Owens and 49ers: Finally mutual admiration society
January 12, 2003
By Mike Triplett -- Bee Staff Writer
SANTA CLARA -- It was one year ago tomorrow when Terrell Owens called his agent from the losing 49ers' locker room in Green Bay and told him to "get me the (expletive) out of (San Francisco)."
It was just the other day when Owens and coach Steve Mariucci were hanging out in the 49ers' weight room, joking about a pass Owens threw during San Francisco's playoff victory over the New York Giants on Sunday.
" 'Mooch' and I, we're fine," Owens said of his coach Friday in an exclusive interview with The Sacramento Bee -- the first such interview he has granted since boycotting the Northern California media three months ago. "We haven't had any problems. Coach, he's been in my corner, and I can go to him.
"Right now, we're both pushing for a common goal."
So much has changed since last year, when the 49ers' volatile star was saying too much to the NorCal writers and refusing to say anything to Mariucci.
Since then, Owens has gone from a guy who wanted out to a guy who fits in.
He has begun to embrace his coach, his teammates, his role as a leader. And they, in turn, have started to embrace him. It wouldn't be overstating things to say this is a happy ending to an ugly situation that grew worse with each passing month last season.
One that will only grow happier if they keep riding his massive shoulders deeper into the playoffs. They will try to reach the NFC championship game for the first time in five years when they face the Tampa Bay Buccaneers this afternoon.
"You might not hear it from him," Mariucci told reporters, "but you can see it. You see him smiling. He's more communicative with coaches, more fun to be around. Obviously I think he's enjoying this, I really do. More so than in years past, and it shows."
"He is more fun to be around."
Mariucci said that last part twice, and for anyone who followed the situation closely a year ago, that is a startling statement. The cold war between Mariucci and Owens was extremely unsettling during a season in which the 49ers returned to contending status.
The team did not grant Owens his wish and throw him into the expansion draft pool. But they have made him a happier superstar.
For starters, the 49ers have won a playoff game, something they failed to do in Green Bay a year ago. And even more importantly, they increased Owens' involvement last Sunday in a more wide-open offense.
Not only did he catch nine passes for 177 yards with two touchdowns and two two-point conversions in the 49ers' dramatic 39-38 victory over the New York Giants, he threw a 25-yard pass on a reverse option.
It was a far cry from the four-catch, 40-yard performance in Green Bay that had him begging for a new home.
"And the thing is, that's all I really ever asked for, an opportunity to help this team win," Owens said. "I knew the talent I had. Going into Green Bay, I was so ready. I was so ready to take that stage. And it was like a tug of war, trying to get that opportunity."
Opportunity has come in abundance this season for Owens, even though he has barely practiced because of nagging injuries to his groin and heel. In his last 11 games, he has caught 91 passes, 14 of them touchdowns.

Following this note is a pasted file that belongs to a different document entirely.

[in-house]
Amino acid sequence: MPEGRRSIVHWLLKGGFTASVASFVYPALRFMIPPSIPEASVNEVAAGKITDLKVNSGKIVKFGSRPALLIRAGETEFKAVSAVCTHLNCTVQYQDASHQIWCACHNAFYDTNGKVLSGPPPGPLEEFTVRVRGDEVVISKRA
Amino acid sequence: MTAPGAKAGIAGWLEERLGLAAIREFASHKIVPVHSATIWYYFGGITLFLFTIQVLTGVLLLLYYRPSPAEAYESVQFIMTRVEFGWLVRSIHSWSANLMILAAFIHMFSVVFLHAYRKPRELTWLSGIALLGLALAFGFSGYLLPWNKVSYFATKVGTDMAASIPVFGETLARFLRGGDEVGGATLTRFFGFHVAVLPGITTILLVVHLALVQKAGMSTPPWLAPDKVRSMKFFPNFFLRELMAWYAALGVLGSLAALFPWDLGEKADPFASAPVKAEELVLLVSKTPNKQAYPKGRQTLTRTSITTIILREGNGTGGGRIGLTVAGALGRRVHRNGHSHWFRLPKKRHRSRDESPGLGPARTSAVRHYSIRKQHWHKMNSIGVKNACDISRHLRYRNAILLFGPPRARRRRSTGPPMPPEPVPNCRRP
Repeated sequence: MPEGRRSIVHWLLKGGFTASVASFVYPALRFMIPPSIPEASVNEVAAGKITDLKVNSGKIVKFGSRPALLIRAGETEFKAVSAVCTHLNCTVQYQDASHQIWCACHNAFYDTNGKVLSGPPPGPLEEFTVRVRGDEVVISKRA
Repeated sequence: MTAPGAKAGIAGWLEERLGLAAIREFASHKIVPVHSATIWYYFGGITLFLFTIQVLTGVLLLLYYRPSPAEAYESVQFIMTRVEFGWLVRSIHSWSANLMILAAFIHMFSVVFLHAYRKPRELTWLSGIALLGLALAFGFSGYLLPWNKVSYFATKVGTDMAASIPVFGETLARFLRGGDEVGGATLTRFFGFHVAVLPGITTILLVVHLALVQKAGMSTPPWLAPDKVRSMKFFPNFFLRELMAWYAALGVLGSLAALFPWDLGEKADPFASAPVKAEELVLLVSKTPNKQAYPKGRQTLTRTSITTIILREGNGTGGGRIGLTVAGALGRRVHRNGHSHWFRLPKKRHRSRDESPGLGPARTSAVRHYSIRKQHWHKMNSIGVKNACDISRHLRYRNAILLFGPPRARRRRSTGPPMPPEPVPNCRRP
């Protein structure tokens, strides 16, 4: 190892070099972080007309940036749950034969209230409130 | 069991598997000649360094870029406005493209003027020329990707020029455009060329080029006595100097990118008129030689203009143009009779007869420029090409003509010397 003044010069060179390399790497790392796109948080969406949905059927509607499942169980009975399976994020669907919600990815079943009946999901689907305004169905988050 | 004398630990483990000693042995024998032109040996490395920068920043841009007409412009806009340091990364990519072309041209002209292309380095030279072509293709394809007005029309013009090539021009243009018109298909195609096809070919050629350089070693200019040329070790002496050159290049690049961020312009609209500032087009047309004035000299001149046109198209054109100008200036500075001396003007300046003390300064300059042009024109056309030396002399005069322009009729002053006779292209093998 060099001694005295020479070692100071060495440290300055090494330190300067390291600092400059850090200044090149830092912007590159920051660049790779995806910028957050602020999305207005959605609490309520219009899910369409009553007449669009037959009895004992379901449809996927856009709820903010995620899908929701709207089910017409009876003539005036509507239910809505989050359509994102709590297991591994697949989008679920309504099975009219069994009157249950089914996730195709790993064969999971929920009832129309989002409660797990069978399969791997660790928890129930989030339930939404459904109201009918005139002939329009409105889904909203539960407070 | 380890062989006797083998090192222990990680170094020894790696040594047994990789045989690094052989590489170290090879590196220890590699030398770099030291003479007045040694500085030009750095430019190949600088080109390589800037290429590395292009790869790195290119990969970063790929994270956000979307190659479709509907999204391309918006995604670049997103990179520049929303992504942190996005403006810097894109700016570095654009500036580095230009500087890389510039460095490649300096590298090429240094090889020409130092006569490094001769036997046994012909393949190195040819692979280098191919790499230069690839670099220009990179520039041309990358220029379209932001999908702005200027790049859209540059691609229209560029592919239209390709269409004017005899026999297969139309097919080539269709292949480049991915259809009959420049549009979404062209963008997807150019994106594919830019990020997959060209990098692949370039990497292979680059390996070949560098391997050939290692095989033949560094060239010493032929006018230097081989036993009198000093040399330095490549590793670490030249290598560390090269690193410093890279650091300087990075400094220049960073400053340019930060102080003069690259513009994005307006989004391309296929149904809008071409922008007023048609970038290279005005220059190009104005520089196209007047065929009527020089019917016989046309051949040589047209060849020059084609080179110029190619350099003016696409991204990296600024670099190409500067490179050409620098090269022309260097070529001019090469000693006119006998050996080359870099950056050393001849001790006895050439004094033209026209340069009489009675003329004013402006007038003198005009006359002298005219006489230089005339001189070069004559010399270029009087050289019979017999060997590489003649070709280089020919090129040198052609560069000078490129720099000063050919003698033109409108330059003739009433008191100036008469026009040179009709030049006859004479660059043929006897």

Owens' happiness has become a common goal for T.O. and Mooch, just like winning. Owens came into this season saying he wanted to try to make the best out of a bad situation -- being stuck in San Francisco.
He's done it. And that his boycott of the media has a lot to do with it.
"I pick my times when I want to speak and who I want to speak to," said Owens, who can still be found regularly on national television and in national magazines. He said he has cut out the regular talks with the NorCal writers because he was constantly putting his foot in his mouth, and it hurt his family to see bad things written about him.
"I think my mistake was really trying to give everybody the benefit of the doubt and trying to be honest. But honesty has been my downfall," said Owens, who, among other things, sparked a controversy last season when he suggested that Mariucci let up on the Chicago Bears when the 49ers were ahead 28-9 because of Mariucci's friendship with Bears coach Dick Jauron.
"I've talked to my mom, my brother and sister, and really it's more hurtful to them when things like that come up. I'm taking myself out of the limelight as far as talking to the media. I'm trying a different approach, and everything's working out good for me."
Owens said he realized that life is short when a close friend was killed during the offseason. He said football was becoming too much of a business and starting to wear on him mentally. And he said he wanted to try to wipe that scowl off his face.
Dealing with the media made him unhappy. He admits that feuding with his coach was a distraction, too.
It's better now, Owens said, with him and Mariucci talking, laughing, arguing with the referees side by side during games. The two of them made good on an agreement to understand each other better after a long sit-down last summer in Owens' hometown of Atlanta, where Mariucci flew to try to tear down some walls.